“It was a constructive, productive and cordial meeting. We used as the basis of our discussion legal opinion backing up the key amendments we have had tabled by honorary associates. The Minister and his team listened carefully to the points we made, and we gave them a great deal to think about. Mr Gibb is already aware that we’ve formally complained about a number of issues in this area to the European Commission as being in breach of an EU directive; and Brussels is clearly taking them seriously.”

The dialogue with the ministerial team will continue as the Bill makes its way through Parliament.

Keith said:

“We would like to put on record our thanks to honorary associate peers for their tireless enthusiasm and magnificent help in putting down amendments to the Bill – on teacher employment, collective worship, school transport and cohesion.” 

Vatican promises report following pressure from NSS Executive Director

The Vatican has at last given an indication that it will submit a report to the United Nations this autumn on its treatment of children.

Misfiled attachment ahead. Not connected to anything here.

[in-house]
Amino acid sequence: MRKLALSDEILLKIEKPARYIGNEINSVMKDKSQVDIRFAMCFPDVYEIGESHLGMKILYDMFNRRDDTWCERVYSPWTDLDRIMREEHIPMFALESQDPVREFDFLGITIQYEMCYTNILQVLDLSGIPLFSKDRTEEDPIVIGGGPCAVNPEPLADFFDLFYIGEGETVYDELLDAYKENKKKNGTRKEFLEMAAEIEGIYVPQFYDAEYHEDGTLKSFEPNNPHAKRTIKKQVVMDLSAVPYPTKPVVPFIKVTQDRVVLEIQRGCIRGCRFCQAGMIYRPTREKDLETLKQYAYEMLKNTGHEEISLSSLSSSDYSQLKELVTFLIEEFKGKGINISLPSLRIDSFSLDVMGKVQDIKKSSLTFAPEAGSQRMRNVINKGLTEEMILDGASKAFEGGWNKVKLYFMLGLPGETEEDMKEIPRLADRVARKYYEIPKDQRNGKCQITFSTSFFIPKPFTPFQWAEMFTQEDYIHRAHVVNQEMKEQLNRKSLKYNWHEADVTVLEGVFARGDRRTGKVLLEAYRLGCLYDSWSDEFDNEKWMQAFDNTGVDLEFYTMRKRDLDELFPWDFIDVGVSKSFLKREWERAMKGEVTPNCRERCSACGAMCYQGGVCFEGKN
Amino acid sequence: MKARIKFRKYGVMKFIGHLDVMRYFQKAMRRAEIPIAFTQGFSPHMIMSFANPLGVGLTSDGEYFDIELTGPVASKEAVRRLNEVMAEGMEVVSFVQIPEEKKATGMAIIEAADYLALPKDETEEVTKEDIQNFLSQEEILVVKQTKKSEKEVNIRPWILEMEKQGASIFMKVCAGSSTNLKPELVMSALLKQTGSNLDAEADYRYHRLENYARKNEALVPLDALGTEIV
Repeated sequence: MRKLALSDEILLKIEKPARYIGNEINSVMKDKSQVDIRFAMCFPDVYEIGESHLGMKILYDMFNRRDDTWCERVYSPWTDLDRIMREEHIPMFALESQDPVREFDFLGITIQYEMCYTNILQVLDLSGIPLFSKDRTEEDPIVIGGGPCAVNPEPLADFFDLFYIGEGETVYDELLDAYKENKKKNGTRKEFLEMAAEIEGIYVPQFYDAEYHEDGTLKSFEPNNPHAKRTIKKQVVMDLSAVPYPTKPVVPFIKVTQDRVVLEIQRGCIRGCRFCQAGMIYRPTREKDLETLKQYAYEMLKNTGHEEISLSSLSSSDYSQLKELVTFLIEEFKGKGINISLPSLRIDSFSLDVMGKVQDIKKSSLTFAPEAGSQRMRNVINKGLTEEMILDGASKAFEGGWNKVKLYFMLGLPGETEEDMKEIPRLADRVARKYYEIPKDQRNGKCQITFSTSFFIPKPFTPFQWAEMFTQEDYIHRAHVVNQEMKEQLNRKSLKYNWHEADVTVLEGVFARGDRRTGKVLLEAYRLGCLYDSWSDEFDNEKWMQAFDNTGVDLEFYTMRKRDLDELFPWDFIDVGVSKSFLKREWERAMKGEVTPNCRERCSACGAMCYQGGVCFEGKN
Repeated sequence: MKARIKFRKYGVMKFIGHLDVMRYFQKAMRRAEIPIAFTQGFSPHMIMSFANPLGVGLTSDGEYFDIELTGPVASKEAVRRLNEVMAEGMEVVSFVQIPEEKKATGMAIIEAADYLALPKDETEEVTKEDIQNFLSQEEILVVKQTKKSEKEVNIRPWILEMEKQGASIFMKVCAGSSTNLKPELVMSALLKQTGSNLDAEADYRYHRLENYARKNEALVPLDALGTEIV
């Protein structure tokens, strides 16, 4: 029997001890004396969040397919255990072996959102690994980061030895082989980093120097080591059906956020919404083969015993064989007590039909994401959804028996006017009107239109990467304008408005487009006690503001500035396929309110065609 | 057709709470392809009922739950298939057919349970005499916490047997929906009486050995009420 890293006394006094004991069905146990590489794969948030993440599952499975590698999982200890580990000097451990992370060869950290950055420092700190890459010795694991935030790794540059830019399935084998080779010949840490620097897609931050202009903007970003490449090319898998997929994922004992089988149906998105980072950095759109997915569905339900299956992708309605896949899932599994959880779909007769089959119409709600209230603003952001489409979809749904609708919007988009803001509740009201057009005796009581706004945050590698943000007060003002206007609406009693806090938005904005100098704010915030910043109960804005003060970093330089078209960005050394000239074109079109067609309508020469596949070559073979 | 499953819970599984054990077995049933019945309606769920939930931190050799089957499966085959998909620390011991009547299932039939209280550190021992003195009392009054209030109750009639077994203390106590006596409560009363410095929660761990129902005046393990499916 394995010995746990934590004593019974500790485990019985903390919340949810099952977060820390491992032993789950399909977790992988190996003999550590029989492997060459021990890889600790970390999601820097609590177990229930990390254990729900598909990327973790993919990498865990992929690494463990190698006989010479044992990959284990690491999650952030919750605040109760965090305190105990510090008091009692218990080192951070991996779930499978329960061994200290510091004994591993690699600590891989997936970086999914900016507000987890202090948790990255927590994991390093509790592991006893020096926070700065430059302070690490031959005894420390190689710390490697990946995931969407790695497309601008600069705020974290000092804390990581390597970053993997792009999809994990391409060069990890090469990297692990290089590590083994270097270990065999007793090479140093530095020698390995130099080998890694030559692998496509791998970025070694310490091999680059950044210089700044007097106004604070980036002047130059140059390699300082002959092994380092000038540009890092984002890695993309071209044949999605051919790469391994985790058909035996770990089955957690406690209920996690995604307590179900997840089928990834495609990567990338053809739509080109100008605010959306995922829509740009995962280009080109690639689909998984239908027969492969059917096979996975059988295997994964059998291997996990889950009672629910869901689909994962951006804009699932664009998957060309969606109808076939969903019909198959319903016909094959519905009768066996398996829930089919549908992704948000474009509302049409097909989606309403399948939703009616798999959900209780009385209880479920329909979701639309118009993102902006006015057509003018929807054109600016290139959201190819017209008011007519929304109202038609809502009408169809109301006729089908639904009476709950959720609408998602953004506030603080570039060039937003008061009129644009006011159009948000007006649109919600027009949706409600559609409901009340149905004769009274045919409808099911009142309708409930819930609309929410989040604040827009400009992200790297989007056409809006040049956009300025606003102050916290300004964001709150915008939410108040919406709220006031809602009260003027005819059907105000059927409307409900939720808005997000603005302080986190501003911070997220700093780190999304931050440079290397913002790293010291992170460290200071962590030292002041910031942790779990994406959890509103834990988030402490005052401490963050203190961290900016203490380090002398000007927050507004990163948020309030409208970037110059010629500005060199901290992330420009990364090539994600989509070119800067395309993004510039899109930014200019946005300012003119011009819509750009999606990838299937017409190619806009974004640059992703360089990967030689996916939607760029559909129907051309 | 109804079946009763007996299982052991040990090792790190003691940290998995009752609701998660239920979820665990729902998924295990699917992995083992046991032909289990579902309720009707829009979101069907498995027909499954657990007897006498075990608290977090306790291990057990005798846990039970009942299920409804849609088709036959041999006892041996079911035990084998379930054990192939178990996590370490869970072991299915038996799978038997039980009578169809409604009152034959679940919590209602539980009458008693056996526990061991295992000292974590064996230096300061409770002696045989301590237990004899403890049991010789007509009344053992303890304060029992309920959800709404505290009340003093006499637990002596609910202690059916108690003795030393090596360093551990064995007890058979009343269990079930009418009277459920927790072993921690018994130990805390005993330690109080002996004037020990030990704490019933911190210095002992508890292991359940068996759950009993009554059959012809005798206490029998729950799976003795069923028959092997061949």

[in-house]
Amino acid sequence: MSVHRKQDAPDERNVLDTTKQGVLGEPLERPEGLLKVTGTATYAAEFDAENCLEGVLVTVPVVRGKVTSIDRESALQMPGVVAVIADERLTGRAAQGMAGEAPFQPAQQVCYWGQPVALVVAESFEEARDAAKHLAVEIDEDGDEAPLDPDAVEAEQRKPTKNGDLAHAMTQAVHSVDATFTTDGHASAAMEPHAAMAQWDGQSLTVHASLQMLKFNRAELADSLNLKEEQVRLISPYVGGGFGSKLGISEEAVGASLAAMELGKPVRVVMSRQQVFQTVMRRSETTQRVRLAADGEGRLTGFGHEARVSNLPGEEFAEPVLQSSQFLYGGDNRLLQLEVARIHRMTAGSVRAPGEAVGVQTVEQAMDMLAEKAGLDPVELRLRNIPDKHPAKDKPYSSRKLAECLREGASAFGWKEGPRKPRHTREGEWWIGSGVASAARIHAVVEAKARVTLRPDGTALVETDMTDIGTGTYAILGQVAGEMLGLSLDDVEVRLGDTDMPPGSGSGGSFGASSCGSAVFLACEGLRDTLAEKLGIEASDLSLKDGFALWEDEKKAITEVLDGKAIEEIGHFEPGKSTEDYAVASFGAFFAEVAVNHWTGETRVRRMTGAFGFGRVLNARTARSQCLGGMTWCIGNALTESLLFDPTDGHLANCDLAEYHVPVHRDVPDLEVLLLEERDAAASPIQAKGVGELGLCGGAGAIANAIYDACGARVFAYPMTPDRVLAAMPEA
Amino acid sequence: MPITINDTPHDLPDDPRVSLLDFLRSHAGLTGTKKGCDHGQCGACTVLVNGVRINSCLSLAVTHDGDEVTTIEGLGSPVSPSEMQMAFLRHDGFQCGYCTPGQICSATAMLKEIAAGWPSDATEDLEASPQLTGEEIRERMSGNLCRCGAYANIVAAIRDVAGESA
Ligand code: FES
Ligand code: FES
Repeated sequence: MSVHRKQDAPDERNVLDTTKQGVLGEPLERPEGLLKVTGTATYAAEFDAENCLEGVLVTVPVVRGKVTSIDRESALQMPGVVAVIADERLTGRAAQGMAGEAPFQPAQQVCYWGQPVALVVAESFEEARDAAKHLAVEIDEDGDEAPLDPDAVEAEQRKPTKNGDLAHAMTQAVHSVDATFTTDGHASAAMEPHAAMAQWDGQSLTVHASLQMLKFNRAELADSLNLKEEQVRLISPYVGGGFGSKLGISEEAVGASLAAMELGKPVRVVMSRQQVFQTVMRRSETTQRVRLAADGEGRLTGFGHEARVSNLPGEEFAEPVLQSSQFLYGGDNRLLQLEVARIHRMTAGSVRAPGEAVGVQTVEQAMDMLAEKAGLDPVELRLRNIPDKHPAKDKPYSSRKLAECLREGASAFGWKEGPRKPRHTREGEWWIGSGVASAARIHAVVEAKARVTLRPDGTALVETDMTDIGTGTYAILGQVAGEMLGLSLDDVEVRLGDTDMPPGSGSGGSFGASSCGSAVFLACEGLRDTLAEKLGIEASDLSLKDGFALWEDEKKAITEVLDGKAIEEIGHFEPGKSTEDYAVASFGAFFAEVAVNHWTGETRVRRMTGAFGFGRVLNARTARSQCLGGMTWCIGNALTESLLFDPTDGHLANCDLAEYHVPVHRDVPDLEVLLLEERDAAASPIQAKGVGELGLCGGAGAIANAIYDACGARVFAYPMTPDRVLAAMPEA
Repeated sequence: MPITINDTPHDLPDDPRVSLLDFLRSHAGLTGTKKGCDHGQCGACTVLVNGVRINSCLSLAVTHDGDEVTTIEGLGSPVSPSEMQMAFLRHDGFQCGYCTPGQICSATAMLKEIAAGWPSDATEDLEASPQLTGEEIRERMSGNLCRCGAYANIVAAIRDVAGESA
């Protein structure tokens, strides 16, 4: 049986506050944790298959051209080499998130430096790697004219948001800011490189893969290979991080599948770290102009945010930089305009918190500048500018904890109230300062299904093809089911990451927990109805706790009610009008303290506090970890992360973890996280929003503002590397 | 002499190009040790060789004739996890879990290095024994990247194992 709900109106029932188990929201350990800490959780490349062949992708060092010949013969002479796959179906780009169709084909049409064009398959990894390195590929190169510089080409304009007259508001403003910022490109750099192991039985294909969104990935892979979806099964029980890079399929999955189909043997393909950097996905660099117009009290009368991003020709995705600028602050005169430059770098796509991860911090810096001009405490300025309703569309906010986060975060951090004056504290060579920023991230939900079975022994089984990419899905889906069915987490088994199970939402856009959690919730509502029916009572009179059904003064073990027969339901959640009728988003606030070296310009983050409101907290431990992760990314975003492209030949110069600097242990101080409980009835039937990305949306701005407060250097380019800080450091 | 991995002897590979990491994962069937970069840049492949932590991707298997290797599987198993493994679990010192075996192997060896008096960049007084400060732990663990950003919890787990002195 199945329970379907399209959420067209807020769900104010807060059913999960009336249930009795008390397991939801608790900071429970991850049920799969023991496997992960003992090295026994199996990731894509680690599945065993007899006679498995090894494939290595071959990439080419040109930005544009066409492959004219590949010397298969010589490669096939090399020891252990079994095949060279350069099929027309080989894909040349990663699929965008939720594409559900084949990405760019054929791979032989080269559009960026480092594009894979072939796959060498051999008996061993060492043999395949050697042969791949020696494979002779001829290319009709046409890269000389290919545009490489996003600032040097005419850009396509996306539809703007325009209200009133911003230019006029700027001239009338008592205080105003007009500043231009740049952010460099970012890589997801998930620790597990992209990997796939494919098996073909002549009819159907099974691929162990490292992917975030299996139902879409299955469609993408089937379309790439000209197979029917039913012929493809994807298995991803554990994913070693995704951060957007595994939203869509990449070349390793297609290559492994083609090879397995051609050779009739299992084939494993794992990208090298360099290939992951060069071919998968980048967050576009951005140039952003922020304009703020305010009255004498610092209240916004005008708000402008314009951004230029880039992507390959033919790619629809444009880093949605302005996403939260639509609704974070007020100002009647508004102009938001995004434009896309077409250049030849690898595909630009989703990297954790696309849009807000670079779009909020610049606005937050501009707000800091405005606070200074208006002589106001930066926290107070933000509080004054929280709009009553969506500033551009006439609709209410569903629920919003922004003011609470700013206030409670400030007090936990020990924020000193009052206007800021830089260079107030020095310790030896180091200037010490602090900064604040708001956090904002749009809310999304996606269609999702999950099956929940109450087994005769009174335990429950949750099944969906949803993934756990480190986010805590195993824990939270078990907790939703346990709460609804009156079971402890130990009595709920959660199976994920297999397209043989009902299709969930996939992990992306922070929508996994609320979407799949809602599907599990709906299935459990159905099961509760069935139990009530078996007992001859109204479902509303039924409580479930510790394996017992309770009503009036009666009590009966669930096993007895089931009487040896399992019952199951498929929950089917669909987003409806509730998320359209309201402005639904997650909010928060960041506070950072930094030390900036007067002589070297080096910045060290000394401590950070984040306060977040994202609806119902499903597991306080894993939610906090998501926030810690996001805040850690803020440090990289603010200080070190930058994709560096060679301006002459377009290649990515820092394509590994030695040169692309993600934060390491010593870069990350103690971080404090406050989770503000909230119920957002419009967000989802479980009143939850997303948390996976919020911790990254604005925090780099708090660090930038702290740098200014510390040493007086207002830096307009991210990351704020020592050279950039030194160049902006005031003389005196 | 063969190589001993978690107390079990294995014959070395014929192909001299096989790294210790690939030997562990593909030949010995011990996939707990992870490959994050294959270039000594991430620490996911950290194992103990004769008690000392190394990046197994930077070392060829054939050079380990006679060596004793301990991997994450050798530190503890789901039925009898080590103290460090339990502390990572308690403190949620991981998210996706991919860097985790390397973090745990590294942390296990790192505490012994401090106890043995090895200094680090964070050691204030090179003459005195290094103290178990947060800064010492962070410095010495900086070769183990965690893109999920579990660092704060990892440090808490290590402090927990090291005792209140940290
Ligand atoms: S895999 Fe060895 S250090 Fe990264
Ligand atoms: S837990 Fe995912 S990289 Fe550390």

The “Holy See’s” envoy in Geneva, Archbishop Silvano Tomasi said on Monday “From what I’m able to say it’s that (in) September or October it will be presented.”

The Holy See has been challenged on two occasions at the United Nations Human Rights Council by NSS Executive Director Keith Porteous Wood about its failure to produce the report. Now his goading appears to have paid off – even though the report is 14 years overdue and has been promised before and not materialised.

The report was originally due to be submitted to the U.N. Committee on the Rights of the Child in 1997, but failed to appear year after year without explanation. Under pressure from Keith — acting as a spokesperson for the International Humanist and Ethical Union — Tomasi said last year that the report’s release was imminent. But he arrogantly told reporters in Geneva on Monday that “imminent, in the tradition of the Church, it’s a very long time.”